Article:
I sat down on the bench and looked up at Rashid Johnson’s “Monument,” a 20-foot high tower constructed of a metal grid brimming with potted plant life, shea butter sculptures, stacked books, and video monitors. The piece officially kicks off the ICA’s annual Provocations series, which invites artists to interpret the unique True Farr Luck Gallery located on the top floor of the ICA’s Markel Center. The First African Baptist Church Contemporary Choir had just finished performing the last notes of their encore, and the room was alive and buzzing. I looked to my right to see a choir member sitting next to me, resting, after 45 minutes of performing. He looked content and awash in the incredible energy of the room.“Where do you think I could get one of those plant pots?” he asked me with a laugh. A palpable connection had formed between the performers and the artist, the audience and the performers, and the audience and the artwork.
The weekly series of live performances that activate “Monument” is coordinated by David Riley, the ICA’s Curatorial Graduate Assistant. The practice of art activation is best described as bringing a static piece of artwork to life with human interaction. Activation creates space for a greater possibility for connection and evolution within an existing artform.
I asked Riley what activation means to him in the context of coordinating these Provocations performances. “Once Rashid titled the piece “Monument,” we were thinking about how it functions as just that. He wanted to address the monuments of Richmond, but we also could see it as a living monument, both in terms of the plants and culture,” Riley told me. “What would an alternative monument be? An alternative monument is one that is alive and culturally relevant. People feel that it’s evolving and that they are a part of it, rather than shut out of history that is set in stone, literally. That was the starting point.”
From there, Riley, with input from the ICA curatorial team, set out to research and secure performers that could activate Johnson’s work and continue Johnson’s support of Black creativity. The physical elements and symbols featured in “Monument” also influenced the performer lineup. Johnson is a fan of music, particularly jazz, and often incorporates LPs into his works. Texts also feature prominently. As Riley points out, one of the books featured in “Monument,” The Fire Next Time by James Baldwin, gets its name from the gospel song Oh Mary Don’t You Weep, which the First African Baptist Church Contemporary Choir sang during its performance.
Approximately 95 percent of the Provocations performers are based locally in the Richmond area, positioning Johnson’s work as a monument to the community itself. As a result, new groups of people have been introduced to the ICA, and the lineup varies in terms of genre and background. “I felt strongly about having a wide variety of performances that are all drawing from different communities and maybe bringing different communities that would not necessarily come here often or had not been here yet,” Riley began. “For example, the choir is one community. It’s a religious community and perhaps a slightly older community. This past weekend was Formula, and they do underground dance parties. That community is the other end of the spectrum. It brings [in] 18 year olds and people who are just experiencing music or going out for the first time.”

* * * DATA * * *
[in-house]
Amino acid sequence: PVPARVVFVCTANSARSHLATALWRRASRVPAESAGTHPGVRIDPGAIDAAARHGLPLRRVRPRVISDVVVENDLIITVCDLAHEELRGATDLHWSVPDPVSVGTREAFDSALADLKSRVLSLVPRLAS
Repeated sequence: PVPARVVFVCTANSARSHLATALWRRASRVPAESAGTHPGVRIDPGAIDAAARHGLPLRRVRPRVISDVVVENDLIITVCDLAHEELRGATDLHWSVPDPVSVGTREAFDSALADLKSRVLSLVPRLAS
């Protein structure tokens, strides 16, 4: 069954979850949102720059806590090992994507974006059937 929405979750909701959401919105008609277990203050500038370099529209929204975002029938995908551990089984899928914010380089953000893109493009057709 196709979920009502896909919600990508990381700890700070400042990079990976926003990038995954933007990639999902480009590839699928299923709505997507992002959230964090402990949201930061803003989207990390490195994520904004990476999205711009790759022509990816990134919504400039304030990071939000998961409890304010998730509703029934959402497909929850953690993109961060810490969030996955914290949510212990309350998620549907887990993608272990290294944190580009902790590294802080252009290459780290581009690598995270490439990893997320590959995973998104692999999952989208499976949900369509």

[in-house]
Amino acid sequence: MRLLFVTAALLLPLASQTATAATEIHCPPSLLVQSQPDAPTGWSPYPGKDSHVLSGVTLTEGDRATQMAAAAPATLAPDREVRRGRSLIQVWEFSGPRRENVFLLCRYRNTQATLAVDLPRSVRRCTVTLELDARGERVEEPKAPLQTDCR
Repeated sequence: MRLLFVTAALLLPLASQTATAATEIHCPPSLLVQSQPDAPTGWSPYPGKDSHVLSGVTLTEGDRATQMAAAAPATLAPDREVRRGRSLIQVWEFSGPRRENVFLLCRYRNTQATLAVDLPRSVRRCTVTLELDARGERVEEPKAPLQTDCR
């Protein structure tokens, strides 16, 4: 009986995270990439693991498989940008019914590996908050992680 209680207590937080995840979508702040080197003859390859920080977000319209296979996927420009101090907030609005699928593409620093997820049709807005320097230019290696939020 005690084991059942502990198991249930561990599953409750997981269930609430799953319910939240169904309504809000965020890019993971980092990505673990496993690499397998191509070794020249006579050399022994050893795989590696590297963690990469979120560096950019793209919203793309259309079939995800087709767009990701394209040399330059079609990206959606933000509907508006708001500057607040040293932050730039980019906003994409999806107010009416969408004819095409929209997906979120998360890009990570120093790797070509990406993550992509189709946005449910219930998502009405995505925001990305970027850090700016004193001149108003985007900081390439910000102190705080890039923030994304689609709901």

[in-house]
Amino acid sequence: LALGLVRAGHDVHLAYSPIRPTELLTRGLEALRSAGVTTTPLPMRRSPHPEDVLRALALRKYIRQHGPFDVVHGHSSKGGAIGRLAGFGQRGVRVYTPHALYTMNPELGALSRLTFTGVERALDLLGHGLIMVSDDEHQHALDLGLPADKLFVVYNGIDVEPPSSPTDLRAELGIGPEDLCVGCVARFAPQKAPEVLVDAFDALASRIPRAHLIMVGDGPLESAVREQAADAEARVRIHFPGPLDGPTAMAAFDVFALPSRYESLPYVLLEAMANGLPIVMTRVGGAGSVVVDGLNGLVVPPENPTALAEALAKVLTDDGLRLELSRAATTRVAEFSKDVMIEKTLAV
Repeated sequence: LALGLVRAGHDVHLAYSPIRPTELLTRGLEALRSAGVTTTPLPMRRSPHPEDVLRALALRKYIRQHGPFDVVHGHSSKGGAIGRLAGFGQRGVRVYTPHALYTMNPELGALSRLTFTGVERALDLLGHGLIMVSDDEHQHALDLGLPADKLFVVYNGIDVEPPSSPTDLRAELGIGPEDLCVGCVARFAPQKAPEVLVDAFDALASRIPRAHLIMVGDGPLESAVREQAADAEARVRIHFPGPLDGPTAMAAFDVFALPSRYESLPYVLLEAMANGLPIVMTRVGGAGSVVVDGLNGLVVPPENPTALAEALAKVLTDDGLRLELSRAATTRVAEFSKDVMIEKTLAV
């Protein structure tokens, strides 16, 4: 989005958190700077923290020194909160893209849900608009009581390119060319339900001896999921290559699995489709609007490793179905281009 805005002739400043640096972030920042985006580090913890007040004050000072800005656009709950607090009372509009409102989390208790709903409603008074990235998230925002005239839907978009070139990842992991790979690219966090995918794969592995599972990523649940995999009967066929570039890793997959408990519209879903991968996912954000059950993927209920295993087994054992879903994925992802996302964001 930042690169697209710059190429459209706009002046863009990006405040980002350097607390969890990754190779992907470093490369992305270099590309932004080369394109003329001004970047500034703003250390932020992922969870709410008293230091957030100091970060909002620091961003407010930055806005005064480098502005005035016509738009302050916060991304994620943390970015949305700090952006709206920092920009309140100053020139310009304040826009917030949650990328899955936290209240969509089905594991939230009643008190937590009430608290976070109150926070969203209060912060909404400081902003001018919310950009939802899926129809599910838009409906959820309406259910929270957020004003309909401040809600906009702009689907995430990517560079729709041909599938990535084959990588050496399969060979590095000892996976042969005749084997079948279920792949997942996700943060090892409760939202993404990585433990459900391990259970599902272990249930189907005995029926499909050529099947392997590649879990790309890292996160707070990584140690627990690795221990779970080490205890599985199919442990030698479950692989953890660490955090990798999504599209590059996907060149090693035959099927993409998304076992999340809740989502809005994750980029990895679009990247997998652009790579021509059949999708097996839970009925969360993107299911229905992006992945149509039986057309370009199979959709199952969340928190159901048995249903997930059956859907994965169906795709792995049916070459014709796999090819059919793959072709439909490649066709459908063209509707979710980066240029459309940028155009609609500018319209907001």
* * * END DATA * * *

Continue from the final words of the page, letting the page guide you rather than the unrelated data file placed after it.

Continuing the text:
When “Monument” is viewed without performers, it is a different experience. In its simplest form, without the activation from performers, there is more room for a personal contemplation and thought. In a sense, visiting with the piece alone is a form of activation as well. Within the vast and sculptural form, there is space to sit and privately commune with the piece. Riley noted, “Each visitor who comes activates it with how they interact with the piece, how long they choose to stay there. It’s a piece that is designed to be interactive.” The quiet, personal experience carved out in “Monument” for the visitor lends itself to new discoveries. There is always a new angle to gaze upon, various perspectives to be gained, or an unfamiliar plant with which to become familiar.
Each performance viewed alongside “Monument” brings its own unique experience. Riley stated, “They are not all activating it the same way. When you have a choir here, it feels like a church. When you have jazz here, it feels like something else. When you have a group of DJs, it feels like something else. Each one is a different interpretation. When you have a yoga instructor or dance class, it is different. Each artist activates it in a different way.” Thus, the activation through performance transforms and augments Johnson’s creation with each new note that bounces through the gallery.
The weekly Friday and Saturday afternoon performances in “Monument” will continue throughout the run of the exhibition, through July 14, 2019. Some performers will return to the space in 2019, while other groups and individuals will join the lineup for the first time. Expect spoken word hip hop, dance companies, a botanist, as well as youth music and poetry groups. Learn more by visiting https://icavcu.org/calendar/.
Julia Park is a senior at Maggie L. Walker Governor’s School and intern in the ICA Curatorial Department. She is a Richmond, Virginia native. Julia dabbles in studio art, but her greatest interest lies in art facilitation, appreciation, and commentary. She is also passionate about plant-based food and wild jewelry.